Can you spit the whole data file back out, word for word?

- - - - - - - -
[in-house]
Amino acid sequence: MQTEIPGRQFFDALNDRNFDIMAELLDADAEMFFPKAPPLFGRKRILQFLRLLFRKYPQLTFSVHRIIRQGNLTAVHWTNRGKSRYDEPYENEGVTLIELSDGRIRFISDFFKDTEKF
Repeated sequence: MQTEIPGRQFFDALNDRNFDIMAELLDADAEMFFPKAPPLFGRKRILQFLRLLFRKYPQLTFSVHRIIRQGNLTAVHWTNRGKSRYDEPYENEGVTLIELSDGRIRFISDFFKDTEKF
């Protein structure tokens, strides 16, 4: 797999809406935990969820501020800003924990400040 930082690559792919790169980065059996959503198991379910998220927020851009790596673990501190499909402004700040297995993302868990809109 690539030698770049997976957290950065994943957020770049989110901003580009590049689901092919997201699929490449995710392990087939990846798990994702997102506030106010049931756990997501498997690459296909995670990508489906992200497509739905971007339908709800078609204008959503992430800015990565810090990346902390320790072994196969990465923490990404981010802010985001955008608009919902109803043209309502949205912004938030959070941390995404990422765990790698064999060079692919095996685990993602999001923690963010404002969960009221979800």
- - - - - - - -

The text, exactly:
[in-house]
Amino acid sequence: MQTEIPGRQFFDALNDRNFDIMAELLDADAEMFFPKAPPLFGRKRILQFLRLLFRKYPQLTFSVHRIIRQGNLTAVHWTNRGKSRYDEPYENEGVTLIELSDGRIRFISDFFKDTEKF
Repeated sequence: MQTEIPGRQFFDALNDRNFDIMAELLDADAEMFFPKAPPLFGRKRILQFLRLLFRKYPQLTFSVHRIIRQGNLTAVHWTNRGKSRYDEPYENEGVTLIELSDGRIRFISDFFKDTEKF
């Protein structure tokens, strides 16, 4: 797999809406935990969820501020800003924990400040 930082690559792919790169980065059996959503198991379910998220927020851009790596673990501190499909402004700040297995993302868990809109 690539030698770049997976957290950065994943957020770049989110901003580009590049689901092919997201699929490449995710392990087939990846798990994702997102506030106010049931756990997501498997690459296909995670990508489906992200497509739905971007339908709800078609204008959503992430800015990565810090990346902390320790072994196969990465923490990404981010802010985001955008608009919902109803043209309502949205912004938030959070941390995404990422765990790698064999060079692919095996685990993602999001923690963010404002969960009221979800």